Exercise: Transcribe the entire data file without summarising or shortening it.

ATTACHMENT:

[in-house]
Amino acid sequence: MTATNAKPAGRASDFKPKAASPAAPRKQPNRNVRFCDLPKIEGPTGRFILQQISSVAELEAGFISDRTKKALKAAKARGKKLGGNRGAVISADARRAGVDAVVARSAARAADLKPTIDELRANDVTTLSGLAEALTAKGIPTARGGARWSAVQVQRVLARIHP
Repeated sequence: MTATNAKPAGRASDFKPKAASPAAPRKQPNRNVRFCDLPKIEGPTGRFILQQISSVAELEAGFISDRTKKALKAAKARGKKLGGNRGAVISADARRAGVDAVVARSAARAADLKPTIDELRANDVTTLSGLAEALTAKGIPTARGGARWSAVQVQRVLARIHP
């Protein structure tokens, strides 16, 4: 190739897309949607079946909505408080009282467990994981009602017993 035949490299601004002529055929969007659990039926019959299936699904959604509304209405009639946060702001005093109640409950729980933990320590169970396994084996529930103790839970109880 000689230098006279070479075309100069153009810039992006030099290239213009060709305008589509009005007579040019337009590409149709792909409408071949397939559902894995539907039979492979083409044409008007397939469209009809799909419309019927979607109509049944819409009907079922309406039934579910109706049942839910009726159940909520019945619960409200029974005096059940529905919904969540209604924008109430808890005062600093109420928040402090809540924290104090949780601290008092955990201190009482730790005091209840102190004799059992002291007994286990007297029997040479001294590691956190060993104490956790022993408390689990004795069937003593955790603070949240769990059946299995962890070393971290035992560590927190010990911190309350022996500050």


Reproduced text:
[in-house]
Amino acid sequence: MTATNAKPAGRASDFKPKAASPAAPRKQPNRNVRFCDLPKIEGPTGRFILQQISSVAELEAGFISDRTKKALKAAKARGKKLGGNRGAVISADARRAGVDAVVARSAARAADLKPTIDELRANDVTTLSGLAEALTAKGIPTARGGARWSAVQVQRVLARIHP
Repeated sequence: MTATNAKPAGRASDFKPKAASPAAPRKQPNRNVRFCDLPKIEGPTGRFILQQISSVAELEAGFISDRTKKALKAAKARGKKLGGNRGAVISADARRAGVDAVVARSAARAADLKPTIDELRANDVTTLSGLAEALTAKGIPTARGGARWSAVQVQRVLARIHP
């Protein structure tokens, strides 16, 4: 190739897309949607079946909505408080009282467990994981009602017993 035949490299601004002529055929969007659990039926019959299936699904959604509304209405009639946060702001005093109640409950729980933990320590169970396994084996529930103790839970109880 000689230098006279070479075309100069153009810039992006030099290239213009060709305008589509009005007579040019337009590409149709792909409408071949397939559902894995539907039979492979083409044409008007397939469209009809799909419309019927979607109509049944819409009907079922309406039934579910109706049942839910009726159940909520019945619960409200029974005096059940529905919904969540209604924008109430808890005062600093109420928040402090809540924290104090949780601290008092955990201190009482730790005091209840102190004799059992002291007994286990007297029997040479001294590691956190060993104490956790022993408390689990004795069937003593955790603070949240769990059946299995962890070393971290035992560590927190010990911190309350022996500050």